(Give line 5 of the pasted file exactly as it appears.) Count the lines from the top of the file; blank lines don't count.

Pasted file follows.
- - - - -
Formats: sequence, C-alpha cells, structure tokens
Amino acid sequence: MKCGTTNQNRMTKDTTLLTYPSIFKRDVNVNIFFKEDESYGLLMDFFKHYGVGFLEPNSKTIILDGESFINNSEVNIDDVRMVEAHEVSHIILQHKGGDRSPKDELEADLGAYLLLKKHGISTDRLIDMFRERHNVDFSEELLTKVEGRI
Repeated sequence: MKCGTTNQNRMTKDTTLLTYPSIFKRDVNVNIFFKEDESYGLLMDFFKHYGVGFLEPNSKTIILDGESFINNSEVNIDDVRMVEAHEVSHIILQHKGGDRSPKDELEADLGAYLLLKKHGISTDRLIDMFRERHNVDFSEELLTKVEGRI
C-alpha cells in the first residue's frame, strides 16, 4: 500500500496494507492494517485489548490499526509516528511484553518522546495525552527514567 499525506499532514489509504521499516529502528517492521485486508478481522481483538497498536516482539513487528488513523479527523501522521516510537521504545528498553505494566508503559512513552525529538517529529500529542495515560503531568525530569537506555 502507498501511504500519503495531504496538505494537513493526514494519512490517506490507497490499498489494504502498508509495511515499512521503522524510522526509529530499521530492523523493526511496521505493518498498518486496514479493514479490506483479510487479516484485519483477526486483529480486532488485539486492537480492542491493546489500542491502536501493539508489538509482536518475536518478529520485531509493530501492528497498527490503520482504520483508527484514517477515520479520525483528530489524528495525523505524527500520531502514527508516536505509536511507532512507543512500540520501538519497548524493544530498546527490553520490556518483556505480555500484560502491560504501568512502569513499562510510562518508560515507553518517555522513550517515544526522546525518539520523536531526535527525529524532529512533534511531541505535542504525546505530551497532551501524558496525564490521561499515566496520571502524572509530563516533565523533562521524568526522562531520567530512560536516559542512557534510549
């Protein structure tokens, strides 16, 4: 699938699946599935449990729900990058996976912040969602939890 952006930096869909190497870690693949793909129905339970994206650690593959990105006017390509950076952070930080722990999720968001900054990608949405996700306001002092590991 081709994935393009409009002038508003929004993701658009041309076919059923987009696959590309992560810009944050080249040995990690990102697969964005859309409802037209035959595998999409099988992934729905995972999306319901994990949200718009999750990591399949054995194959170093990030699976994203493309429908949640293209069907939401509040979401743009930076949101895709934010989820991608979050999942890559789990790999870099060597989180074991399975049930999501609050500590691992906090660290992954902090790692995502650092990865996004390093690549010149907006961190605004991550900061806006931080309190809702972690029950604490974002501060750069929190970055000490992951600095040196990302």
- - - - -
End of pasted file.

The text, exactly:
């Protein structure tokens, strides 16, 4: 699938699946599935449990729900990058996976912040969602939890 952006930096869909190497870690693949793909129905339970994206650690593959990105006017390509950076952070930080722990999720968001900054990608949405996700306001002092590991 081709994935393009409009002038508003929004993701658009041309076919059923987009696959590309992560810009944050080249040995990690990102697969964005859309409802037209035959595998999409099988992934729905995972999306319901994990949200718009999750990591399949054995194959170093990030699976994203493309429908949640293209069907939401509040979401743009930076949101895709934010989820991608979050999942890559789990790999870099060597989180074991399975049930999501609050500590691992906090660290992954902090790692995502650092990865996004390093690549010149907006961190605004991550900061806006931080309190809702972690029950604490974002501060750069929190970055000490992951600095040196990302």